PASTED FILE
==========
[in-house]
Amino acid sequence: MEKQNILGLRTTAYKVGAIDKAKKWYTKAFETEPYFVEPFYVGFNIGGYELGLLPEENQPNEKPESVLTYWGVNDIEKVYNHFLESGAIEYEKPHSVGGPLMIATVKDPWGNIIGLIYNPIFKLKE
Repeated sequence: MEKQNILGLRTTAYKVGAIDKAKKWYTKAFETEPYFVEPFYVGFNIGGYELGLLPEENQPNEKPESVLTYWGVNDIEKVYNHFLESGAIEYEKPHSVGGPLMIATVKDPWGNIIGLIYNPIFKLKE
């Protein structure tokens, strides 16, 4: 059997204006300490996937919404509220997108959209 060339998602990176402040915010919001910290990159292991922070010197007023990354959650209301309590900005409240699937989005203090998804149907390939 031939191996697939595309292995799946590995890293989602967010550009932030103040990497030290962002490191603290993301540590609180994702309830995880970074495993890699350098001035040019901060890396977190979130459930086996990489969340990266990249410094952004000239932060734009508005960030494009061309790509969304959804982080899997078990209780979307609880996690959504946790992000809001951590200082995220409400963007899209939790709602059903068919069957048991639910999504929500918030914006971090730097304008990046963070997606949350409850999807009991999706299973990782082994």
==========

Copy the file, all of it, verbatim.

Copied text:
[in-house]
Amino acid sequence: MEKQNILGLRTTAYKVGAIDKAKKWYTKAFETEPYFVEPFYVGFNIGGYELGLLPEENQPNEKPESVLTYWGVNDIEKVYNHFLESGAIEYEKPHSVGGPLMIATVKDPWGNIIGLIYNPIFKLKE
Repeated sequence: MEKQNILGLRTTAYKVGAIDKAKKWYTKAFETEPYFVEPFYVGFNIGGYELGLLPEENQPNEKPESVLTYWGVNDIEKVYNHFLESGAIEYEKPHSVGGPLMIATVKDPWGNIIGLIYNPIFKLKE
């Protein structure tokens, strides 16, 4: 059997204006300490996937919404509220997108959209 060339998602990176402040915010919001910290990159292991922070010197007023990354959650209301309590900005409240699937989005203090998804149907390939 031939191996697939595309292995799946590995890293989602967010550009932030103040990497030290962002490191603290993301540590609180994702309830995880970074495993890699350098001035040019901060890396977190979130459930086996990489969340990266990249410094952004000239932060734009508005960030494009061309790509969304959804982080899997078990209780979307609880996690959504946790992000809001951590200082995220409400963007899209939790709602059903068919069957048991639910999504929500918030914006971090730097304008990046963070997606949350409850999807009991999706299973990782082994």